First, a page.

You see? This is the collaborative work component we talked about. Now after resting a bit (long hours in front of a computer can be really tiring), don't forget to visit DAVE'S ESL CAFE, VIRTUAL LANGUAGE CENTER and CNN from module 2. Specifications of what exactly you should send us about them will be found in module 2, Ok?
Congratulations on the hard work!
Debski (1997) in describing the main aspects of what we could call the strong version of the communicative approach, says that “language learners abandon the role of diligent acquirers of knowledge, and become responsible, reflective and creative agents, taking over some responsibility for the outcome of the course” (p.48), The following messages provide concrete examples of the concept Debski outlines above. Several features of the social construction of knowledge in a virtual learning community can be pointed out in the messages below. First, the student Kátia asks for help (addresses of sites) from somebody and not from the teachers, showing the lack of association of the teacher as the only source of knowledge. Second, the participant judges the work of a classmate, Fábio, to be really good, and suggests that he share his expertise with the rest of the group. Kátia wants to learn how to insert images into her messages, a skill that the teachers had not foreseen.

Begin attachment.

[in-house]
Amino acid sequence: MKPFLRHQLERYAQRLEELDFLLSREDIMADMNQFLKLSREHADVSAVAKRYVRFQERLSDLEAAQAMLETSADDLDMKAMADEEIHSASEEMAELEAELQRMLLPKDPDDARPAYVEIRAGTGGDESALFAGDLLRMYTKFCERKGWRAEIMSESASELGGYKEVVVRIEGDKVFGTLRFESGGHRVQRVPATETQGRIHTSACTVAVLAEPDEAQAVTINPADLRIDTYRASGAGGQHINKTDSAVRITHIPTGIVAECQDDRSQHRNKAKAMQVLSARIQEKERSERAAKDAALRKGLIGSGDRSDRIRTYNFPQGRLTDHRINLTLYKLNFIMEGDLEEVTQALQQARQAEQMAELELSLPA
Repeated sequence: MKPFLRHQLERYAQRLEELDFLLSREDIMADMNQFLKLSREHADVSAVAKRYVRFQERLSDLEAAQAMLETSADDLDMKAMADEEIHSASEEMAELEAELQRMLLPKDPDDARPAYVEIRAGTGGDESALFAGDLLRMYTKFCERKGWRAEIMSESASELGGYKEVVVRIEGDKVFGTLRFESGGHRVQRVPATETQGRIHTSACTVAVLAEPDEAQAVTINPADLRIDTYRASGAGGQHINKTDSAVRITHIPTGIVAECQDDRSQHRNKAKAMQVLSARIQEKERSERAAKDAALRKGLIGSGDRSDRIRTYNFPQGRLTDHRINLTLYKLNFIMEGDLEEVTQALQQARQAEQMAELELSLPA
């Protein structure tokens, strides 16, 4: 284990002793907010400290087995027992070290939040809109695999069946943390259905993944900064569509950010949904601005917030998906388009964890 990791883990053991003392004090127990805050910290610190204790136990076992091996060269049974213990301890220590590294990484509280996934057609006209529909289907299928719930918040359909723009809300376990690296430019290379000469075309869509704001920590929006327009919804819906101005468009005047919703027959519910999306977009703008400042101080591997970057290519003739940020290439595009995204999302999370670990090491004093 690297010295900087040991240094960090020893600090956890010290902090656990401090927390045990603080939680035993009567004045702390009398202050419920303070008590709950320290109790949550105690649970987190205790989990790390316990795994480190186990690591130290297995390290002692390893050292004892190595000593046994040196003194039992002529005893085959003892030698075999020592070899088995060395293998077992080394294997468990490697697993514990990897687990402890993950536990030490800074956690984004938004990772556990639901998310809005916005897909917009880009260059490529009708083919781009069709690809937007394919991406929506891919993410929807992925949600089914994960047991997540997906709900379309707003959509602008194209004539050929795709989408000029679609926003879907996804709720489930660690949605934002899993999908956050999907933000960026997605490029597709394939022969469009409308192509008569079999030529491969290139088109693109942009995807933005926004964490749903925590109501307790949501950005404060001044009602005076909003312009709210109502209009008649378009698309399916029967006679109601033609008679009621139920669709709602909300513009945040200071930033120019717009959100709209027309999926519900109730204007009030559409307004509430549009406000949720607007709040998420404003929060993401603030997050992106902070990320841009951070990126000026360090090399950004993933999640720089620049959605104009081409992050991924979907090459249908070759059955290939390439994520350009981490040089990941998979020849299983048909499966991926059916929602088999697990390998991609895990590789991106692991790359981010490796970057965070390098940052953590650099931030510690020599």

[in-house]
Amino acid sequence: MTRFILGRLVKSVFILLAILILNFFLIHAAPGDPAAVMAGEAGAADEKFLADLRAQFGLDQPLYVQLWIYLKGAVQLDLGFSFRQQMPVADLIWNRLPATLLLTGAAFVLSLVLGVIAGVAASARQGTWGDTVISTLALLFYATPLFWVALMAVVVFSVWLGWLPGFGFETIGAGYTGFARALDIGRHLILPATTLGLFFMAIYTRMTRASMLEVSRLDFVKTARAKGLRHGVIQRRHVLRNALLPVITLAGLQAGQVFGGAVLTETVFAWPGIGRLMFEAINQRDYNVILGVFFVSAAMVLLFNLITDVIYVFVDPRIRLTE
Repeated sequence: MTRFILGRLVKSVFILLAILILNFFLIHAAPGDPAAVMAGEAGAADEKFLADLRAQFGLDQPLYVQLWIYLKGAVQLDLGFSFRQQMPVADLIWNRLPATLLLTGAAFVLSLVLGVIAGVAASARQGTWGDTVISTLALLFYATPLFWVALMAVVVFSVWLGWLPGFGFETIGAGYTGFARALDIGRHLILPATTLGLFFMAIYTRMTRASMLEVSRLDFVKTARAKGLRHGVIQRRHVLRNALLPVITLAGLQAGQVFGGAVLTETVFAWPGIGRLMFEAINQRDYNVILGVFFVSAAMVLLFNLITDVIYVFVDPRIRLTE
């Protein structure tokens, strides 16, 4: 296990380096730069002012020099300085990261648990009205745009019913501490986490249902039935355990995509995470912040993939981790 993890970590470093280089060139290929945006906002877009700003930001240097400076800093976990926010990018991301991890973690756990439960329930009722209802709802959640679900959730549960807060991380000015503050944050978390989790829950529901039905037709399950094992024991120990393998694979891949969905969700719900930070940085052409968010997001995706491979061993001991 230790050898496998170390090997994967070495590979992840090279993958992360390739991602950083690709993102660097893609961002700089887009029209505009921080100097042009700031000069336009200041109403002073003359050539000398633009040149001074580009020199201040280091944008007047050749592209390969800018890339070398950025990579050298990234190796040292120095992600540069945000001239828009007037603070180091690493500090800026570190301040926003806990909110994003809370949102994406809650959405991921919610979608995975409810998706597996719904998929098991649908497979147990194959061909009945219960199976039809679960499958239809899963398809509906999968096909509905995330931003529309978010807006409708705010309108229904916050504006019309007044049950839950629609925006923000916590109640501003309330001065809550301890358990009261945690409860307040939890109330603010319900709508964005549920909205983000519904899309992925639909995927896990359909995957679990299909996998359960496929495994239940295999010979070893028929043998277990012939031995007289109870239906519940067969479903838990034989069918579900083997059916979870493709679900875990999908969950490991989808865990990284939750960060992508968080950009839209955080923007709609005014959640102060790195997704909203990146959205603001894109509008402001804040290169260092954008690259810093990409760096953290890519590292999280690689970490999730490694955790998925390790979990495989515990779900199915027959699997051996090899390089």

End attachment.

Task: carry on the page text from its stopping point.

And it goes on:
I was wondering if somebody could send me the links to visit "Dave´s ESL center","Virtual language center" and "CNN". I deleted the messages with these adresses and I didn´t visit those sites yet.
Fábio is really good working with INTERNET isn´t he? I Would like to learn how to attach fotos in my answers as he did. So Fábio, what about a free lesson to those students that are starting their experiences at virtual space?
That´s it for now, I´ll be back after lunch and CENEX class, and will try to visit these sites.
>Hi classmates and teachers!
>I was wondering if somebody could send me the links to >visit "Dave´s ESL center","Virtual language center" and >"CNN".
Just go to this site:
Once there, enter Module 2.
> So Fábio, what about a free lesson to those students that > are starting their experiences at virtual space?
Great idea! How about that Fábio?
Upon receiving this, Fábio sends a reply, not to Kátia, but to the TA, in which he offers to meet other students with technical difficulties in the computer lab at the language arts college.
That's about your proposal.I think I can cope with those students that are starting their experiences at virtual space. I'd say it's OK for me. I think we could fix up a time for the free lesson. Perhaps, One Monday at night (FALE's computer facilities).
With a taste for adventure and the outdoors, we all would plunge into the web sea. Okey-dokey!